Comment of the Day: “Zero Sum Ethics Encore: When An Unfair Firing Is Still The Most Ethical Course”

 my hero

The dilemma posed in the recent post about the radio host fired because of the danger posed by her threatening, stalker ex-husband sparked some unexpected reactions, as many readers expressed frustration that Nancy Lane’s employer left her to her own resources in her peril. One of the more provocative alternatives proposed is Steven’s endorsement of what he calls the chivalristic response.

Here is his Comment of the Day, to the post Zero Sum Ethics Encore: When An Unfair Firing Is Still The Most Ethical Course.

The problem I have with situations such as here with Nancy Lane is there is no reason for this situation to result in an ethical dilemma or “Zero Sum”. I, as well as few others here recommend what can only be labeled as a chivalristic response. Now we are not talking the aristocratic, medieval ethos but more of a modernization of the gentlemanly behavior exhibited of those of the greatest generation without the bigotry or homophobia. With the feminization of our society it is incredibly hard to find the line between “modern” chivalry and misogyny, or at least feminism’s liberal application of the term. Continue reading

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Filed under Business & Commercial, Character, Comment of the Day, Gender and Sex, Romance and Relationships, U.S. Society, Workplace

Comment of the Day: “Of COURSE There’s An Unwed and Pregnant Catholic School Teacher Principle….Don’t Be Silly.”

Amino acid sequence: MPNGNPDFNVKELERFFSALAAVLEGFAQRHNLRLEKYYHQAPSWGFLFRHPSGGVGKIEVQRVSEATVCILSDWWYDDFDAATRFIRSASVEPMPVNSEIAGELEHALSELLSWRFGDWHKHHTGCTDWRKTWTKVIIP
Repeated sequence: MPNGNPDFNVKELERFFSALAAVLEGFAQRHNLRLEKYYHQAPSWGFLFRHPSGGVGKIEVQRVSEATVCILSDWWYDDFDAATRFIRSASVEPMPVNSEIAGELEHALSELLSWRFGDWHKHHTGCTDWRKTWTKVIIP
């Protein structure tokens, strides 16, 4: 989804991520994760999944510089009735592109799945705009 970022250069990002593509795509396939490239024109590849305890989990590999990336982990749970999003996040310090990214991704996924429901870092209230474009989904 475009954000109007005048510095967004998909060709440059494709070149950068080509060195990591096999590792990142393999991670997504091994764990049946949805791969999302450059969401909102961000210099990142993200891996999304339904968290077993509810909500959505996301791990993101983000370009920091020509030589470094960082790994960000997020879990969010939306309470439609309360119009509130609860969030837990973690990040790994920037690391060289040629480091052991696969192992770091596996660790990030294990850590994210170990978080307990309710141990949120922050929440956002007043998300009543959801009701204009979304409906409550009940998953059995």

No irish

I encourage the long form comment here, and Ethics Alarms has many commenters who are masters of the form. I feel badly about the many longer, well thought out essays-as-comments that I do not highlight as Comments of the Day, because they represent—well, most of the time—the kind of serious thought and original expression that most blogs, even many of the best, seldom see. Length is not virtue, of course, but ethics, as this post by texagg04, reminds us, is a vital topic that often does not yield answers that are easy, simple, or permanent. The post is in response to a statement from Fred, another trenchant commenter, on the thread’s discussion of whether a school is ethically obligated to allow single and pregnant teachers, if in its view this undermines its efforts to teach certain values and life choices to the young. Fred wrote:

““Doesn’t have to take the job” is not an ethical or legal excuse if there’s a discriminatory requirement not related to doing the job. Being pregnant while teaching does have some relation to the job. Mopping while Methodist doesn’t….There’s an ethics question in whether the school lived up to their religious principles and a legal issue of arguable sex discrimination.”

Here is texagg04′s reply and the Comment of the Day, to the post, Of COURSE There’s An Unwed and Pregnant Catholic School Teacher Principle….Don’t Be Silly.: